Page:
My friend Jenny teaches hearing-impaired kids. So this past Wednesday, I was invited to give a talk to the fifth graders at her public school for career day.
I had my talk all planned out – I’d cover the various jobs I’ve had in restaurants, in food styling, and in private chefing. I even made a big batch of whole-wheat chocolate chip cookies to pass out at the end of the talk.
As I stood before a silent circle of patiently waiting young men and ladies, I paused – taken off-guard because I was expecting a big group of wiggly kids who really wouldn’t be interested in what I had to say. After about the first five minutes of my general intro, I asked if there were any questions. Some kids could read lips and others intently watched the interpreter, but several hands shot up.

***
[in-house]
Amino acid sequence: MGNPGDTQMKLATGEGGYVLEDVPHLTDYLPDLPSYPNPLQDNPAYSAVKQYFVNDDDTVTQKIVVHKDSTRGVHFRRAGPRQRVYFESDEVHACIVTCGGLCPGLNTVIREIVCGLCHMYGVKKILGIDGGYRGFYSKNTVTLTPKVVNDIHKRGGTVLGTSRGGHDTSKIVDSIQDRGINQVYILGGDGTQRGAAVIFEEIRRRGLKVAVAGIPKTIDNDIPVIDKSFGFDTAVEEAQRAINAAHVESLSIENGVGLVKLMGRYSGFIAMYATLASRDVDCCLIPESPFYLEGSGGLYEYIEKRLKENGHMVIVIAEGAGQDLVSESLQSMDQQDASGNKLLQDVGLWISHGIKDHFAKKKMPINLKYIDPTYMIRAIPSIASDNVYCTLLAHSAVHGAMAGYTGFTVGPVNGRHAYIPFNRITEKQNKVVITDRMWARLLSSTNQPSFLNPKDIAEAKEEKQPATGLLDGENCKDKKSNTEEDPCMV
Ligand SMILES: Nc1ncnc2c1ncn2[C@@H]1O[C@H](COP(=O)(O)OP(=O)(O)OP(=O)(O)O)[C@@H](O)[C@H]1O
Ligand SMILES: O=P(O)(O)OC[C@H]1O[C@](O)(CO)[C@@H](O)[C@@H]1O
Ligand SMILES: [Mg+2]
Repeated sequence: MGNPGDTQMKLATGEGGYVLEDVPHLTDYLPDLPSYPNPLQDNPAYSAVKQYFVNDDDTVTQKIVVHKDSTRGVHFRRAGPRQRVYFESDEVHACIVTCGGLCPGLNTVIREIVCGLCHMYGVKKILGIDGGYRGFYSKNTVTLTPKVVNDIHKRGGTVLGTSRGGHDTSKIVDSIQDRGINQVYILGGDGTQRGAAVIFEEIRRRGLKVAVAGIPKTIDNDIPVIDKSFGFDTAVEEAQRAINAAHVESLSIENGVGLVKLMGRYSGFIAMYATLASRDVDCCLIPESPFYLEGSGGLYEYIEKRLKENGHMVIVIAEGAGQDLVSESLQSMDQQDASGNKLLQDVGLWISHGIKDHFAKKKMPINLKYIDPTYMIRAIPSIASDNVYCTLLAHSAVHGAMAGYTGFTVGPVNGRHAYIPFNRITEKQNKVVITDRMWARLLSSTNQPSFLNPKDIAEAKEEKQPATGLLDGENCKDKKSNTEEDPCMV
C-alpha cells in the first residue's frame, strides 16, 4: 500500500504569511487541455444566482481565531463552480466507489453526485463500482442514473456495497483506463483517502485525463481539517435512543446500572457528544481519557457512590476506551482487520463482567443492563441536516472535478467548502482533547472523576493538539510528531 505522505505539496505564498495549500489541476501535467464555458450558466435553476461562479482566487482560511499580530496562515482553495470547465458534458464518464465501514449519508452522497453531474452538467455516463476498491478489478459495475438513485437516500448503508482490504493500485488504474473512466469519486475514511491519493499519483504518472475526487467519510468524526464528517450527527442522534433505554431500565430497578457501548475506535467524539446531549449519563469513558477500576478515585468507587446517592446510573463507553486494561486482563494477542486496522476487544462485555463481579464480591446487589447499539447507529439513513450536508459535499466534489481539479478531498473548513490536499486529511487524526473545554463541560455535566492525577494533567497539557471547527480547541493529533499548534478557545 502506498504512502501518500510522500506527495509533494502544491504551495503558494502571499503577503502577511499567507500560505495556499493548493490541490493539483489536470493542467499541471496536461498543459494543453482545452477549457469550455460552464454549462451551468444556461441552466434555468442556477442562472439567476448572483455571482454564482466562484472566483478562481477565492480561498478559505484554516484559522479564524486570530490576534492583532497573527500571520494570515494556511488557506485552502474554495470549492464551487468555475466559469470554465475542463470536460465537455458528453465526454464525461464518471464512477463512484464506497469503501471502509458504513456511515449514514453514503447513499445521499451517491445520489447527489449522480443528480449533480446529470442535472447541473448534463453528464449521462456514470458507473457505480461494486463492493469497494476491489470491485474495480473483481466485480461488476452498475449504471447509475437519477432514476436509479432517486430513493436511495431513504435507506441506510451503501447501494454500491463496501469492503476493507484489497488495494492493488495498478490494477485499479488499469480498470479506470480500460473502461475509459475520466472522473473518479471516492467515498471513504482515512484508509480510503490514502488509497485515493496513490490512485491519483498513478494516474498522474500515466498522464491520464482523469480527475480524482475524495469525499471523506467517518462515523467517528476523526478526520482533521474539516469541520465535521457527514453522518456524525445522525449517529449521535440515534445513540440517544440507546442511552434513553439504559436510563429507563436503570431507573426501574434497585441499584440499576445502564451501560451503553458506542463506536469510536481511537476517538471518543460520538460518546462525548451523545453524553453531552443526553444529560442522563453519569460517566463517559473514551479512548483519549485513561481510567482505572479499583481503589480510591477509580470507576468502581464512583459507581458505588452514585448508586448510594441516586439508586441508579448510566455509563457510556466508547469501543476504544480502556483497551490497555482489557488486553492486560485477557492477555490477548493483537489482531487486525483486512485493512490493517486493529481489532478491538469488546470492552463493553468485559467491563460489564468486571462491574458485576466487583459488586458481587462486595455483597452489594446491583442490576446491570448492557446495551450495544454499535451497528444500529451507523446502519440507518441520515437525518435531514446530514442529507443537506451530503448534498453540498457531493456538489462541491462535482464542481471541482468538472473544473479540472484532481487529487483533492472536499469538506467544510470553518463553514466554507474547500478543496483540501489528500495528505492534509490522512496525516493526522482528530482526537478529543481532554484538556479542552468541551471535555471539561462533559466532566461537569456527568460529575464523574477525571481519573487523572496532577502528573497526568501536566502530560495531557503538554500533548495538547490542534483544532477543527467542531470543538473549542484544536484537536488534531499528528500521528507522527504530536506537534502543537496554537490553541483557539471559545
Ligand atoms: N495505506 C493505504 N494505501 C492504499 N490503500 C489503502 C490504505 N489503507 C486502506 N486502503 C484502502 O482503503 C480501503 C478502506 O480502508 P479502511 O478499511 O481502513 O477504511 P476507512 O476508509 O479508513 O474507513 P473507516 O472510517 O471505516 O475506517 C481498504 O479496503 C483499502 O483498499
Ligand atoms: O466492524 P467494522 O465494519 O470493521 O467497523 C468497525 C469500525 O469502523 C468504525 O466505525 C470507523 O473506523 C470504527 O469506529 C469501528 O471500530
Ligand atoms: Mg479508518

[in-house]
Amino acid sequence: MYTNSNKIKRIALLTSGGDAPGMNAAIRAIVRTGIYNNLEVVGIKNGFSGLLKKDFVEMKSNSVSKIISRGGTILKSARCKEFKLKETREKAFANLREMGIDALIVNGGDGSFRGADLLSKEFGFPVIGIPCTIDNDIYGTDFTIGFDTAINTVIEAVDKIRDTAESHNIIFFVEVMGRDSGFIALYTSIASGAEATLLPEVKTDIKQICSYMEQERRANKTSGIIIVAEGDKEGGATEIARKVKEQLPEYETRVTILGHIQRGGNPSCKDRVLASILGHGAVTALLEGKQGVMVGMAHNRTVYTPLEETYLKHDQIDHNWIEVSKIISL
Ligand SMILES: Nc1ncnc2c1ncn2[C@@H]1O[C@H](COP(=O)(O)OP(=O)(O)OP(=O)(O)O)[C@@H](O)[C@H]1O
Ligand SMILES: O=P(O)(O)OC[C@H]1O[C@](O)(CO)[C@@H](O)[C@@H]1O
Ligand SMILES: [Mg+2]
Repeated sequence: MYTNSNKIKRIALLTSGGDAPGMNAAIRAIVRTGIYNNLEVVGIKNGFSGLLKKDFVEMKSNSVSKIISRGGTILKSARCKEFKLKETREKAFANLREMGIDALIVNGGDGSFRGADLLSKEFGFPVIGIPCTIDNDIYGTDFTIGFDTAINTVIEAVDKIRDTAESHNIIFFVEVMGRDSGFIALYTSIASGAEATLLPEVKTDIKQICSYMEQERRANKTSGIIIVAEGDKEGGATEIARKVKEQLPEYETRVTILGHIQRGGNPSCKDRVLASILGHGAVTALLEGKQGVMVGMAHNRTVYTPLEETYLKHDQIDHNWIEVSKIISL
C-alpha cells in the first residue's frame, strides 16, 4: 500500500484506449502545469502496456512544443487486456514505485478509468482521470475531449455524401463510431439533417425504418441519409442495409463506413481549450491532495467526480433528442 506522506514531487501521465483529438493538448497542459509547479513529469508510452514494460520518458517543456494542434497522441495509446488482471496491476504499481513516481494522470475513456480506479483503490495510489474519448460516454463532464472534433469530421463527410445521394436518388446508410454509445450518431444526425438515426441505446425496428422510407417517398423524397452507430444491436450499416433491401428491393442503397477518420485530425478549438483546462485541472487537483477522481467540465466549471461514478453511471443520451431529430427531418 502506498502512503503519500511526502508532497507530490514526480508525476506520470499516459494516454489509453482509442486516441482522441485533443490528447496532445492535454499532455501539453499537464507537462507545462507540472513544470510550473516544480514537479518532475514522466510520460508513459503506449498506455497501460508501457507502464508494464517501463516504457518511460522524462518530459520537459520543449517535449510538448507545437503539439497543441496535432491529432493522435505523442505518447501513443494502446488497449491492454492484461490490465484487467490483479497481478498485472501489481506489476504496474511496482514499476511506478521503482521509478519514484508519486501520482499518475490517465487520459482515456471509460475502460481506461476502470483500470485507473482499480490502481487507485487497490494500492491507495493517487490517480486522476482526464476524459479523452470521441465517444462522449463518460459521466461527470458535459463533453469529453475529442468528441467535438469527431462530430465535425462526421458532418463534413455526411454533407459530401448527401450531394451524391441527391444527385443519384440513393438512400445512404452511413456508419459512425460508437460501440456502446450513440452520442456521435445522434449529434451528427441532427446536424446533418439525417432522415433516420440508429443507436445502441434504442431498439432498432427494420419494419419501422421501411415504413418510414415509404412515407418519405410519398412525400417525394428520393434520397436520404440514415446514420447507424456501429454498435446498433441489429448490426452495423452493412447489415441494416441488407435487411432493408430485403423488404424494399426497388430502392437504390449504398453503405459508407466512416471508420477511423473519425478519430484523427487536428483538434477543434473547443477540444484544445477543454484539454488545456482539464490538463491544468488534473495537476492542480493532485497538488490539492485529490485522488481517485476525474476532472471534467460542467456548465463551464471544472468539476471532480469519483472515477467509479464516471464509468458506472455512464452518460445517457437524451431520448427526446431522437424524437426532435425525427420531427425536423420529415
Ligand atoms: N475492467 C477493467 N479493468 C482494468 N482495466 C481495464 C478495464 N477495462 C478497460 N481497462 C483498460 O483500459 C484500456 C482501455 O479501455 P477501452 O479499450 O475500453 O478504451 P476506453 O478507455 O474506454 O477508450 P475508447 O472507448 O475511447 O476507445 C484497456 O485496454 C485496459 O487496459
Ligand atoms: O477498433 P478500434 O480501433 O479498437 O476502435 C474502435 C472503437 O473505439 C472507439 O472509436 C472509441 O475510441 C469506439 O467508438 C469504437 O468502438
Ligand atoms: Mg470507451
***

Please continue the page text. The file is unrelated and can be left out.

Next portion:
A young girl with pudgy cheeks sitting in the corner chair signed to me, “Is it true that chefs spit in your food when it’s in the kitchen?” All eyes turned to me. “Well, no, they only spit in it if they don’t like you – just kidding,” I added as giggles rippled through the room. Other questions included, “What time do you have to start work? Is it true that some people eat hearts and tongues? What happens if someone doesn’t like the food?” And lastly, “Are you good at making cookies?”